It’s an underground thing but also a rock thing. Last year you were one of the first climbers ever to top a 9b. How is it going this year?

This year I’ve been focusing more on competition. Some Norwegian comps and some World Cups next to the World Championship and I wanted to train really well for them. That’s been good. Also I wanted to bolt Flatanger and I’ve dedicated a lot of time to that.

We heard a lot about this Flatanger. How did you find the spot and what are the plans?

I’ve heard about it before. Some three years ago someone talked to me about this spot because they bolted some routes on the very left side of the cave where it is not steep. But people told me about the central part of the cave and its potential. It’s 10 hours up north from where I live so it was kind of a big hassle to go there. Also if there’s a big roof sometimes it’s blank, they’re no holds and I don’t want to chip. That’s also why it took me so long to go there. Now that I went I was just amazed about the potential. I have a route in mind going maybe 180m up the wall but if you go from down left all the way up following the natural cracks you might find routes up to 200 or even 250m. You have to see it to believe and even if you see it you have to climb it to really understand it.


In the month of May next year we plan a big, not too official event over there. Just having fun. I think it’s going to be cool because a lot of people ask me about the event and the crag so I think we’re going to get a lot of people there. It’s going to be something like a Roctrip but I hope with more routes. Not just one ultimate route for male and female.

How important is climbing as a sport in Norway?

It’s important but not as a sport like football or skiing. There’s a lot of us Norwegians that climb, 1 out of 100 do climb. It’s a very popular sport and maybe the most or second most growing sport in Norway. It gets some television coverage, for example a documentary about my competitions in 2011 on NRK, Norway's biggest TV-channel, this fall. Also we have some youth climbers that are getting really strong, like Tina (Johnsen Hafsaas).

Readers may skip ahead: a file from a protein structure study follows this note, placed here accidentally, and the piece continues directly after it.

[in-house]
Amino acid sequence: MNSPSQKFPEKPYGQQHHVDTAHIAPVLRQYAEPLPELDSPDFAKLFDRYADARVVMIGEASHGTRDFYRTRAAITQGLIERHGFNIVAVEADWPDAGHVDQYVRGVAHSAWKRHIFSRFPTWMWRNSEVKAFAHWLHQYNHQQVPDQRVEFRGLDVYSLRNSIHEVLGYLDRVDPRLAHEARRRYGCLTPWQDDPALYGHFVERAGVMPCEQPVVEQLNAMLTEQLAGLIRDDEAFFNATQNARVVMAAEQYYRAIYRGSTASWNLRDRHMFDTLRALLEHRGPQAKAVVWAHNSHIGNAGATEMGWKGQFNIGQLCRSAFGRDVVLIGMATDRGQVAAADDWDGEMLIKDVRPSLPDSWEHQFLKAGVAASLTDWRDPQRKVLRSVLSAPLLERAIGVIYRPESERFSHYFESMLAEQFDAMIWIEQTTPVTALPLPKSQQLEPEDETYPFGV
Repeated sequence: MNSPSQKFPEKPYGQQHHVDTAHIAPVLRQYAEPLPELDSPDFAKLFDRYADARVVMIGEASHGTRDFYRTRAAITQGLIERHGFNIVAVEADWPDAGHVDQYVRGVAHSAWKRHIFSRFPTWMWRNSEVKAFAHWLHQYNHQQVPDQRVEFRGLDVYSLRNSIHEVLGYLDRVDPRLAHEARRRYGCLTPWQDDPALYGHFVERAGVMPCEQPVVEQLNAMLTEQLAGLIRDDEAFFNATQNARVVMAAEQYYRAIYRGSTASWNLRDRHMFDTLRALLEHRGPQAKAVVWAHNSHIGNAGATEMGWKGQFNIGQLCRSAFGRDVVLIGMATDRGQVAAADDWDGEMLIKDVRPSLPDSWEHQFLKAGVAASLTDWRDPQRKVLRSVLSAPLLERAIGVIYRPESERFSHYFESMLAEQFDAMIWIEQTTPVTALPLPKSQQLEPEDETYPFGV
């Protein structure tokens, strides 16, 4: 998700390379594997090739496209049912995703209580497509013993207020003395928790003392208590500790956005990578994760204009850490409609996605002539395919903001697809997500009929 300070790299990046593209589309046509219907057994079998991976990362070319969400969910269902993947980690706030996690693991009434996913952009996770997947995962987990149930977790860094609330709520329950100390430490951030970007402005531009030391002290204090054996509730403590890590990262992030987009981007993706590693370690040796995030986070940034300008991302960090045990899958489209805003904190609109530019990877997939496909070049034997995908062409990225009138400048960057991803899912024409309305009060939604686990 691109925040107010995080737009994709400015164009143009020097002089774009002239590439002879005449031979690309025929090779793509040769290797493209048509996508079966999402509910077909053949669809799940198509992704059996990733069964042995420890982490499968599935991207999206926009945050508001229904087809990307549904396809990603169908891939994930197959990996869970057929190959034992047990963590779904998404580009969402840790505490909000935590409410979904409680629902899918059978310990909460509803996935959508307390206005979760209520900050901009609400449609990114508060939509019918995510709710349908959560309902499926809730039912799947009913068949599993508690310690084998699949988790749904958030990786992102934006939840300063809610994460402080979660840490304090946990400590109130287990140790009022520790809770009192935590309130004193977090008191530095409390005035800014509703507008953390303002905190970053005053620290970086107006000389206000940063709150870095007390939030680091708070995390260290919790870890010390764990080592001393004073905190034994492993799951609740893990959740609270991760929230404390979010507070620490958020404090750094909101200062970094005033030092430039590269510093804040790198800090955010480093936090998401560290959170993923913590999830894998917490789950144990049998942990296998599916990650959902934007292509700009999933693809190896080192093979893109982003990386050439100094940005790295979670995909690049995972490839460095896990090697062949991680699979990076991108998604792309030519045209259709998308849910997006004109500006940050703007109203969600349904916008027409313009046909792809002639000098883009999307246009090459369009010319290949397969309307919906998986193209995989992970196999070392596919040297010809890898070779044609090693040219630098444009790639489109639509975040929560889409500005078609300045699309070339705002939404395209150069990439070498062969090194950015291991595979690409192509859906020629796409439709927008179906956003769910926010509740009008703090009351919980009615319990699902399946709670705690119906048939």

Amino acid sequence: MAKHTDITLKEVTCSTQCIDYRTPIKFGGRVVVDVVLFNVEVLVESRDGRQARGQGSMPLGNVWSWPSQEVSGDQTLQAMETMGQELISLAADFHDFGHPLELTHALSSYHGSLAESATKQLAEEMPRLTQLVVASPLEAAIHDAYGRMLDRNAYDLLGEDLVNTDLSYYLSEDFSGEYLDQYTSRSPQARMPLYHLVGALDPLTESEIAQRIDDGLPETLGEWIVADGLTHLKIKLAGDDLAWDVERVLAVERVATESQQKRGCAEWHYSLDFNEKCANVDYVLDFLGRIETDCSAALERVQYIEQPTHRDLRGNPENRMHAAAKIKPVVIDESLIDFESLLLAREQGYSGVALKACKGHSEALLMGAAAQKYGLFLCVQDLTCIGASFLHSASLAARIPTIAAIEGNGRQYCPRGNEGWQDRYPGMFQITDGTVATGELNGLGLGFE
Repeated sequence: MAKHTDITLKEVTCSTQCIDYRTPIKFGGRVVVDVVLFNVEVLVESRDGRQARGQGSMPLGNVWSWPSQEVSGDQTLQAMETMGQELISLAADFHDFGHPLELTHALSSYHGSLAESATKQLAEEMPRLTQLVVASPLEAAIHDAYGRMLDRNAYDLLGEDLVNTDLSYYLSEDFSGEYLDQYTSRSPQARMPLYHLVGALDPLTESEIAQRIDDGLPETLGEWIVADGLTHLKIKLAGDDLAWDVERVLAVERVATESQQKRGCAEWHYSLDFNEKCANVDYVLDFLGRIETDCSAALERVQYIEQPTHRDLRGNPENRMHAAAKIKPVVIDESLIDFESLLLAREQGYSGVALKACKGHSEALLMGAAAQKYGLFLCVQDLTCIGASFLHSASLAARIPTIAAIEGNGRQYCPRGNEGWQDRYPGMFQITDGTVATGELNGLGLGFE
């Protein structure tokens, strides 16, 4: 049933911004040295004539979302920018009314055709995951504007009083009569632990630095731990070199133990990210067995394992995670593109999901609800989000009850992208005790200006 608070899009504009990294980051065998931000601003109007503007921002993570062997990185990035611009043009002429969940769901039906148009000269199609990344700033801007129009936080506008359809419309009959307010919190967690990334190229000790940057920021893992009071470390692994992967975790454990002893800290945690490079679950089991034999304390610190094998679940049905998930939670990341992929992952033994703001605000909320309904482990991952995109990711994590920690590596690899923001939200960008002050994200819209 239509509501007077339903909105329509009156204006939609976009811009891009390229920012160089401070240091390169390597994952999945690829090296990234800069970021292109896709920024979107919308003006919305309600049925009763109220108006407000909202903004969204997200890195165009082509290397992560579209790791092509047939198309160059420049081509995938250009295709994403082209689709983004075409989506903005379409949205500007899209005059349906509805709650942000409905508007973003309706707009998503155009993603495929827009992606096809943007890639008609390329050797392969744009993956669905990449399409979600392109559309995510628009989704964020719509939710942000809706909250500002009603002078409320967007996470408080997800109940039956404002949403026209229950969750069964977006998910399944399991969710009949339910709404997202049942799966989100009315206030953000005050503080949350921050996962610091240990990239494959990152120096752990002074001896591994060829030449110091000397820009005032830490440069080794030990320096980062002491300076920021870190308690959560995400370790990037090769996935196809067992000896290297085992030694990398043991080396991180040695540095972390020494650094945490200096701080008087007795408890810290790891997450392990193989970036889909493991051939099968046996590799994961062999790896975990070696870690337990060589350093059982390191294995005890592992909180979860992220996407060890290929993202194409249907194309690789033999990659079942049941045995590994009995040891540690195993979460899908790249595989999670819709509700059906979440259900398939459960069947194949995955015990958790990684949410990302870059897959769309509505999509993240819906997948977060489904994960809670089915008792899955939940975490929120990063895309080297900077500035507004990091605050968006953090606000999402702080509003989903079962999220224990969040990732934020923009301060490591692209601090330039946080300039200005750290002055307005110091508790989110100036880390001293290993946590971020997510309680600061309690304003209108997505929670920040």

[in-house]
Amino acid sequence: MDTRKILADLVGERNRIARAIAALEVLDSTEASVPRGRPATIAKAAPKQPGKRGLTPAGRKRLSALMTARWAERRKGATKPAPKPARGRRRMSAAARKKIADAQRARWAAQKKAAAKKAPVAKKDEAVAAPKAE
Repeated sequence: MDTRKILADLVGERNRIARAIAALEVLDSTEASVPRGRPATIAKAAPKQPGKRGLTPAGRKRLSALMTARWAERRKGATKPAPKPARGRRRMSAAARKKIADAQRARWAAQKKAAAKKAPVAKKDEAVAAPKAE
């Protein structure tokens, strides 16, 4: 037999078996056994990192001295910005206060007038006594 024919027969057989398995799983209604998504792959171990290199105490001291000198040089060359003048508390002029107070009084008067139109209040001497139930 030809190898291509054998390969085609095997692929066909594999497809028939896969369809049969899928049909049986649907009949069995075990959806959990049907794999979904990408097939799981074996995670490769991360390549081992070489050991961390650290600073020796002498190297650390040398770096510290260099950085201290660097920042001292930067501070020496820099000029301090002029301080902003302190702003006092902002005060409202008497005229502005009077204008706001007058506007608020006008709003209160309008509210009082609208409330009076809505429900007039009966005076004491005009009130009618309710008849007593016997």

We know you from the training videos on the internet and we heard you never had a coach. Where did you pick up all the knowledge for training?

In Norway we were not really strong in climbing so I had to travel a lot and train with other people like David Lama. I stayed a long time in Innsbruck and I’ve spent a lot of time with other climbers. I learned something from each climber, I put it all together and found something that works for me.


Which climber, you think, really disserves an interview and for what reason?

I think Jorg (Verhoeven) disserves an interview. He’s like an underdog. He’s not so much in the media lately but he gives a lot back to the climbing sport and he’s not asking anything in return. That’s a really nice thing. He doesn’t really want attention. He’s just doing it because he likes it.

Ok, thanks a lot for this interview and good luck!


Magnus Midtbø's website


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Nordic Flower - 9a in Flatanger


Dude is so strong in the video! haha. SIG: Follow me on Soul id: https://soulid.me/greg